2. Alligator & Andouille Cheesecake
Cinclare Southern Bistro, Thibodaux
Chef Logan Boudreaux of Cinclare Southern Bistro in downtown Thibodaux is bringing his “A” game to the table. On a recent weekday night, we arrived at a packed house. Thank goodness we had reservations as the word is out about Cinclare.
Downtown Thibodaux is going through a revival. With lots of construction going on in neighboring storefronts, it seems everyone wants in on the action downtown. Cinclare is a place rehabbers can look to for inspiration. The gorgeous space is completely updated but retains all of its charm from yesteryear. The bar space is warm and cozy with the pendant lighting over the bar adding just the perfect soft light.
I confess I always thought cheesecake was a dessert. No longer. The savory alligator and andouille cheesecake at Cinclare is simply irresistible. It’s indeed a cheesecake, only served hot and savory with cheesy goodness, alligator, and andouille throughout. This addictive concoction would make the top 10 list of appetizers anywhere.
My dinner companions and I voted this one of the top items we tasted on our travels through southern Louisiana and New Orleans — and we ate a lot! Currently, it’s only available on Wednesdays, although you can order rangoons that are stuffed with the cheesecake filling for a similar flavor.
Kajun Twist & Grill, Lockport
Down the bayou in Lockport is Kajun Twist & Grill, home to authentic Cajun specialties made under the direction of chef-owner Anthony Goldsmith. A hub of tiny Lockport, photos by a local artist line the walls of the cozy restaurant and patrons can purchase one right off the wall to support local art. The bar brings in locals with its nightly drink specials.
Anthony has an interesting background — one that includes multiple degrees from LSU and surprisingly no formal cooking education. So how does he pull off creating delicious traditional fare like gumbo, fricassee, and etouffee? Anthony’s goal is to continue the family tradition of preparing meals in the “true Cajun Bayou cooking” fashion. One look at his family tree and it’s apparent that Cajun cooking is in his genes. His great-grandmother, Alzina Toups, was well-known for her legendary Cajun cooking.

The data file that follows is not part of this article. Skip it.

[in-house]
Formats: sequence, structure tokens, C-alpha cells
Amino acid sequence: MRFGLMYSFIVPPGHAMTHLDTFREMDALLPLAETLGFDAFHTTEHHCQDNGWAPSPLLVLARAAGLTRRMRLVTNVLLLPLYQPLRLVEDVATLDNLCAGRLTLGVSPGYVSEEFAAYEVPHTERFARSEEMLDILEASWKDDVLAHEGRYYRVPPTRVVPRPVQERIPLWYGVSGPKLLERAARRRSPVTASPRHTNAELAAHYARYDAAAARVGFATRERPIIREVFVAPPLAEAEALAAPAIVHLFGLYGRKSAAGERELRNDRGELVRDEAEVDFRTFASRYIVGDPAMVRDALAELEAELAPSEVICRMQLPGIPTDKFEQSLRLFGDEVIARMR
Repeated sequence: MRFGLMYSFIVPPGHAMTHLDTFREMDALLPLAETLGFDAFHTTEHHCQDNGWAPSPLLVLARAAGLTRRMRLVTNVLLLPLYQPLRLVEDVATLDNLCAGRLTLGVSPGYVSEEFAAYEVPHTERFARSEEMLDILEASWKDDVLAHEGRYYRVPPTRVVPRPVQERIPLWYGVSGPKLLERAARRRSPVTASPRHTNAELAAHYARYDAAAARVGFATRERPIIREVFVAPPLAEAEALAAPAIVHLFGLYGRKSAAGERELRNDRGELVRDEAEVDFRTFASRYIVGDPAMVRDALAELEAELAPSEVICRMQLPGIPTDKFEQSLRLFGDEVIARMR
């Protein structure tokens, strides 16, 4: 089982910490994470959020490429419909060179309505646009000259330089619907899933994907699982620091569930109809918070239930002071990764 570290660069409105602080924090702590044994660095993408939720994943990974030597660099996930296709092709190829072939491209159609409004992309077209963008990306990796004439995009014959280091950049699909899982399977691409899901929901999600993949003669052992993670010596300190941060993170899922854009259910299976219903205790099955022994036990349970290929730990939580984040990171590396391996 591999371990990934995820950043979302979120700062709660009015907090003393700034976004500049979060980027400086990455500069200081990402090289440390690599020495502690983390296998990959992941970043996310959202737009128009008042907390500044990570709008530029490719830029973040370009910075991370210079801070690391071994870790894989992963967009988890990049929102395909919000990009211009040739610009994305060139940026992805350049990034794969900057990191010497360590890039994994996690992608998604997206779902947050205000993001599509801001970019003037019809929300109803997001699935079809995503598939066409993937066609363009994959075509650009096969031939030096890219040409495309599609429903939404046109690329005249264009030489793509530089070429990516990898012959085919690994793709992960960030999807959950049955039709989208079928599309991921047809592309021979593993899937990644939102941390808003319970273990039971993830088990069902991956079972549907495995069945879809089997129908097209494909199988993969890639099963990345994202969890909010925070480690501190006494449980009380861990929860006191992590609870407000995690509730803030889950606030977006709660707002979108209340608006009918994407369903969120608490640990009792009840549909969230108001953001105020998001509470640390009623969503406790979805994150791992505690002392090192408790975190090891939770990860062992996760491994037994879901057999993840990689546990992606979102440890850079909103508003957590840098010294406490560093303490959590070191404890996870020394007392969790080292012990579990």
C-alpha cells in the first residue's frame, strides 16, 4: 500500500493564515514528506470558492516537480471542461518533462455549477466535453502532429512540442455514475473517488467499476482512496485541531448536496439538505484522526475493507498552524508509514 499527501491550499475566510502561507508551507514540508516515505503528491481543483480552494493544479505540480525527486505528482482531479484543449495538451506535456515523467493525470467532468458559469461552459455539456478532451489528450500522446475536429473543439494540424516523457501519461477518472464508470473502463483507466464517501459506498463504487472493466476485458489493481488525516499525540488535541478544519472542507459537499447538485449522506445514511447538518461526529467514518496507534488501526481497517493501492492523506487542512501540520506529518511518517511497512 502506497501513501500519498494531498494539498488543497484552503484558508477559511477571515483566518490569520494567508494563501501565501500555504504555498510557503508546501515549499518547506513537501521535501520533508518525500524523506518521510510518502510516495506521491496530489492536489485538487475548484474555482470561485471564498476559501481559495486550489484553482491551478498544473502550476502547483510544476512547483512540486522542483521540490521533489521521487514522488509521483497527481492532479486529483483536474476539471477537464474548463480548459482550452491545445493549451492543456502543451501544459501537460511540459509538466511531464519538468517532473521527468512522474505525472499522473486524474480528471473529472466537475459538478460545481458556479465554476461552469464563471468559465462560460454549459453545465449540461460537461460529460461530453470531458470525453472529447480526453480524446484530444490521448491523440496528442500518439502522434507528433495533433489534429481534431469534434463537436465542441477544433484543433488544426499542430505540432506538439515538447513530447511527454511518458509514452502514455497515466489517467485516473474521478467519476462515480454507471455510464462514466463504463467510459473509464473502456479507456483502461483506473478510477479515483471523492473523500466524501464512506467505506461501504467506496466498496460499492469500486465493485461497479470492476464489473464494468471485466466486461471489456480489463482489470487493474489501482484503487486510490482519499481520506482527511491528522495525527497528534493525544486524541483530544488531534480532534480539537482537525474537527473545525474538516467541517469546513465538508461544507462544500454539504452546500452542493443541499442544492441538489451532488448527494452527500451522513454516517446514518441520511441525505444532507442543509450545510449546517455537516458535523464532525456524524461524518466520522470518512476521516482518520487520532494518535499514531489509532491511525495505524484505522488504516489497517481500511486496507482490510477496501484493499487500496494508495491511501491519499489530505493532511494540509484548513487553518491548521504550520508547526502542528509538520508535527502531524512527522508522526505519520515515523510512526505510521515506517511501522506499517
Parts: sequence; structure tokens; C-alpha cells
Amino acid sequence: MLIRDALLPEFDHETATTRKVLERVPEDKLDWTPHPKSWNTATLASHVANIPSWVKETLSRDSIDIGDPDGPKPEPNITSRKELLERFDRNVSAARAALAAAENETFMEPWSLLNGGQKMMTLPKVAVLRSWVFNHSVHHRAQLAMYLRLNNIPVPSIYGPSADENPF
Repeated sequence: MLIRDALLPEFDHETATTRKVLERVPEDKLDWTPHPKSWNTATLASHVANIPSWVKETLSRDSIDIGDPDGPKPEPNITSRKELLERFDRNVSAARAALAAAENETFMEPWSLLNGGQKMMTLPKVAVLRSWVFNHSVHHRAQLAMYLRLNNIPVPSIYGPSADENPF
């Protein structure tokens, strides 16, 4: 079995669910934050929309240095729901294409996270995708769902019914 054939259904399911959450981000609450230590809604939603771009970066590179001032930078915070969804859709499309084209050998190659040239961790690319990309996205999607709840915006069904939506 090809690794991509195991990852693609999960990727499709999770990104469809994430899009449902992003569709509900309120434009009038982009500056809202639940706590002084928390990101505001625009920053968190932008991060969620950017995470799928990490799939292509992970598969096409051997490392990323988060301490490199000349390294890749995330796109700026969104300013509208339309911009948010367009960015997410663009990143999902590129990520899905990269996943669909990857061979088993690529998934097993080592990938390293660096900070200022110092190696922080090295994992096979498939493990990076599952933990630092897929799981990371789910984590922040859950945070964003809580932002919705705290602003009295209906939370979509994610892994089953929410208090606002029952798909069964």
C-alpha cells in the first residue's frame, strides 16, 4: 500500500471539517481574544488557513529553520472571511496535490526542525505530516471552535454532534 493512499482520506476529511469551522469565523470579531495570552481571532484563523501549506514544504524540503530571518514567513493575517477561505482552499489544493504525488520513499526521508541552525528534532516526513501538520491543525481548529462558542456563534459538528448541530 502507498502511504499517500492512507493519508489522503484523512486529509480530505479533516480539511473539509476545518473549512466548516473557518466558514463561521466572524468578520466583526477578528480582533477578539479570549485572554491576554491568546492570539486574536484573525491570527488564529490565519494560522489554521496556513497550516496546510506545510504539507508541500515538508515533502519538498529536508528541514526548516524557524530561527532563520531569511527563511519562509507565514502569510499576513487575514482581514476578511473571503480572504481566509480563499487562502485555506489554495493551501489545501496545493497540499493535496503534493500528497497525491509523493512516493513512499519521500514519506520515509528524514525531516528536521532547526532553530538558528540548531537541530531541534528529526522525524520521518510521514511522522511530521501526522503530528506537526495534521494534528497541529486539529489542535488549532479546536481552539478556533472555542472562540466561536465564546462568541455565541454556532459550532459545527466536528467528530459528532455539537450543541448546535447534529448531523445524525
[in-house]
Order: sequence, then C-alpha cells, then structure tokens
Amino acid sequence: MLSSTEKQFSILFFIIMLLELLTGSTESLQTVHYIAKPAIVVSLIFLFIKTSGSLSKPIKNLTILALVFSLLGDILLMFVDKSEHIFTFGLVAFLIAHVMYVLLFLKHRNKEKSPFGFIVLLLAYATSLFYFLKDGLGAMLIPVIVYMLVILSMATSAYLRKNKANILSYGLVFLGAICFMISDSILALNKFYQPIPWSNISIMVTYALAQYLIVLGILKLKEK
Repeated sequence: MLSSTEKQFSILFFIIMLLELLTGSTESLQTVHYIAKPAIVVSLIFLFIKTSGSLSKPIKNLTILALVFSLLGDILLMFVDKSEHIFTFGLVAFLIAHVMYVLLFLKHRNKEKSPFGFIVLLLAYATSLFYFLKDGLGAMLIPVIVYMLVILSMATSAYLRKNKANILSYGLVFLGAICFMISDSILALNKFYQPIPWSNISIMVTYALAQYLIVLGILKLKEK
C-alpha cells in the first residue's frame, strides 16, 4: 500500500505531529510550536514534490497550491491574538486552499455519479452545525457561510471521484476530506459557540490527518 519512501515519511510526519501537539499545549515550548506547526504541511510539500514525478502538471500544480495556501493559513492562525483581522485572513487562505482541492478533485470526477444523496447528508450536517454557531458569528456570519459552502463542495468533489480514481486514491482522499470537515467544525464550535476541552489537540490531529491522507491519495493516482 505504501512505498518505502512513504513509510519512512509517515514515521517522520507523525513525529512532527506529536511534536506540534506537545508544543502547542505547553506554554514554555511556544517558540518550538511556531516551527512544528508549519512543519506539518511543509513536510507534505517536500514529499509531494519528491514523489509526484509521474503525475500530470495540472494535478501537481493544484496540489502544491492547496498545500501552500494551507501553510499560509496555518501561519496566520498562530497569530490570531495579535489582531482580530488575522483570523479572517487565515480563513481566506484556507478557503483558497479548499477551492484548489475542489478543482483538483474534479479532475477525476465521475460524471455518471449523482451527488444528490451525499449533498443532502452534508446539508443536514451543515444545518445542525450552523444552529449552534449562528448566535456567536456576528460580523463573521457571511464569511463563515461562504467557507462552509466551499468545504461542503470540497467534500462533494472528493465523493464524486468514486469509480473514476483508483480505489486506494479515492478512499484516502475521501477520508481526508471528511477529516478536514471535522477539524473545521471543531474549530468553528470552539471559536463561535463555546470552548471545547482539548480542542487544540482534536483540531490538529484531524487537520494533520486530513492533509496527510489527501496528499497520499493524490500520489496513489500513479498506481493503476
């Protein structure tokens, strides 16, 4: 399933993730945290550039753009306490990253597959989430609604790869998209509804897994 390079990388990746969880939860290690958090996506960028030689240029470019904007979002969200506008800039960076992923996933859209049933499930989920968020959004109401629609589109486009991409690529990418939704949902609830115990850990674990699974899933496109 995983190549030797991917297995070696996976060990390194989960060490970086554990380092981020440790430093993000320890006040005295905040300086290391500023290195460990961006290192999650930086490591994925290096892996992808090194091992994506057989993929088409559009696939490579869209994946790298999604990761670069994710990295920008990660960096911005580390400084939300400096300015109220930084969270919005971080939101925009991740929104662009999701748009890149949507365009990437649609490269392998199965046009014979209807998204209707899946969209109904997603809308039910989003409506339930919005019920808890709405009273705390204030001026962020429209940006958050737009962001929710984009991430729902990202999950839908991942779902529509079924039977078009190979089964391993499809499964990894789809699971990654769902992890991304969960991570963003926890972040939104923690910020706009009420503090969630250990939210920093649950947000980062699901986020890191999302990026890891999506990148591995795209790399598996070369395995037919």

Other family members are established chefs, and fine-dining restaurants have been in the family since Anthony’s childhood. He opened his first restaurant, Kajun Twist, in Galliano 8 years ago. After severe damage from Hurricane Ivan, it’s going strong today as a food truck and is also a stop on the Cajun Bayou Food Trail. Anthony’s dedicated to his craft. He’s the kind of chef that will drag everything he needs hundreds of miles to the middle of nowhere in Big Bend National Park to make a crawfish etouffee.
At Kajun Twist, you can enjoy traditional Cajun fare and more. The rich gumbo served with rice on the side is a winner. So are the thin-sliced onion rings served with a kicky dipping sauce. The demand is so high for the rings that the restaurant has been known to go through 500 pounds of onions a week. The daily lunch specials are wildly popular and feature things that will remind you of Sunday dinners at home: roasted chicken with dirty rice and green beans, meatloaf and mashed potatoes, and red beans and fried shrimp.